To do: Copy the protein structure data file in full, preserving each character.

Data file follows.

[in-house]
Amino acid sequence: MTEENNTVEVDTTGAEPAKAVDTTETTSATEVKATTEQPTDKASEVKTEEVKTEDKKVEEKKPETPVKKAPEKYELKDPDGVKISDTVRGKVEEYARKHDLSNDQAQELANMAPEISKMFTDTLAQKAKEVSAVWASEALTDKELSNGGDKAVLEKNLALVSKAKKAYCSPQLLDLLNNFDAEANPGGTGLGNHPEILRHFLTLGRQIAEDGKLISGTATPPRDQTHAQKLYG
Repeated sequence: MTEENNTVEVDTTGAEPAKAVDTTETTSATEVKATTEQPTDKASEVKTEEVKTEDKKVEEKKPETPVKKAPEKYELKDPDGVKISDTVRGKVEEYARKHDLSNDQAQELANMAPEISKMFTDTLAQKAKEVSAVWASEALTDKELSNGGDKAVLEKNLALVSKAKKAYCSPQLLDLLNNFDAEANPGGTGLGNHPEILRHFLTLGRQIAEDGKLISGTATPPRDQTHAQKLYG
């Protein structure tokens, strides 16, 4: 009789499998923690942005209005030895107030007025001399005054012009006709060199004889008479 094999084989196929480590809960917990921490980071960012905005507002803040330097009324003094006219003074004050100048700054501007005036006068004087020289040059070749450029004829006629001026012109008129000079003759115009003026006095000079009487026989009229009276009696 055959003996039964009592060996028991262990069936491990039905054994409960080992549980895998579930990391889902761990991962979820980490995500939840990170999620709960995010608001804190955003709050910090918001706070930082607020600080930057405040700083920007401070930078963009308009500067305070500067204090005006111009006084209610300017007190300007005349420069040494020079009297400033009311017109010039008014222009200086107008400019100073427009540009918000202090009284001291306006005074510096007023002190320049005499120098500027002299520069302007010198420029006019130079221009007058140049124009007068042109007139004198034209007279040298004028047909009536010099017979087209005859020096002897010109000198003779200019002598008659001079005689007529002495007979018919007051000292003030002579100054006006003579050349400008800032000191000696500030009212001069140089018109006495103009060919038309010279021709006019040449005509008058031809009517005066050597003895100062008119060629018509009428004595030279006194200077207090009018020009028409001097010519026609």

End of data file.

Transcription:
[in-house]
Amino acid sequence: MTEENNTVEVDTTGAEPAKAVDTTETTSATEVKATTEQPTDKASEVKTEEVKTEDKKVEEKKPETPVKKAPEKYELKDPDGVKISDTVRGKVEEYARKHDLSNDQAQELANMAPEISKMFTDTLAQKAKEVSAVWASEALTDKELSNGGDKAVLEKNLALVSKAKKAYCSPQLLDLLNNFDAEANPGGTGLGNHPEILRHFLTLGRQIAEDGKLISGTATPPRDQTHAQKLYG
Repeated sequence: MTEENNTVEVDTTGAEPAKAVDTTETTSATEVKATTEQPTDKASEVKTEEVKTEDKKVEEKKPETPVKKAPEKYELKDPDGVKISDTVRGKVEEYARKHDLSNDQAQELANMAPEISKMFTDTLAQKAKEVSAVWASEALTDKELSNGGDKAVLEKNLALVSKAKKAYCSPQLLDLLNNFDAEANPGGTGLGNHPEILRHFLTLGRQIAEDGKLISGTATPPRDQTHAQKLYG
């Protein structure tokens, strides 16, 4: 009789499998923690942005209005030895107030007025001399005054012009006709060199004889008479 094999084989196929480590809960917990921490980071960012905005507002803040330097009324003094006219003074004050100048700054501007005036006068004087020289040059070749450029004829006629001026012109008129000079003759115009003026006095000079009487026989009229009276009696 055959003996039964009592060996028991262990069936491990039905054994409960080992549980895998579930990391889902761990991962979820980490995500939840990170999620709960995010608001804190955003709050910090918001706070930082607020600080930057405040700083920007401070930078963009308009500067305070500067204090005006111009006084209610300017007190300007005349420069040494020079009297400033009311017109010039008014222009200086107008400019100073427009540009918000202090009284001291306006005074510096007023002190320049005499120098500027002299520069302007010198420029006019130079221009007058140049124009007068042109007139004198034209007279040298004028047909009536010099017979087209005859020096002897010109000198003779200019002598008659001079005689007529002495007979018919007051000292003030002579100054006006003579050349400008800032000191000696500030009212001069140089018109006495103009060919038309010279021709006019040449005509008058031809009517005066050597003895100062008119060629018509009428004595030279006194200077207090009018020009028409001097010519026609």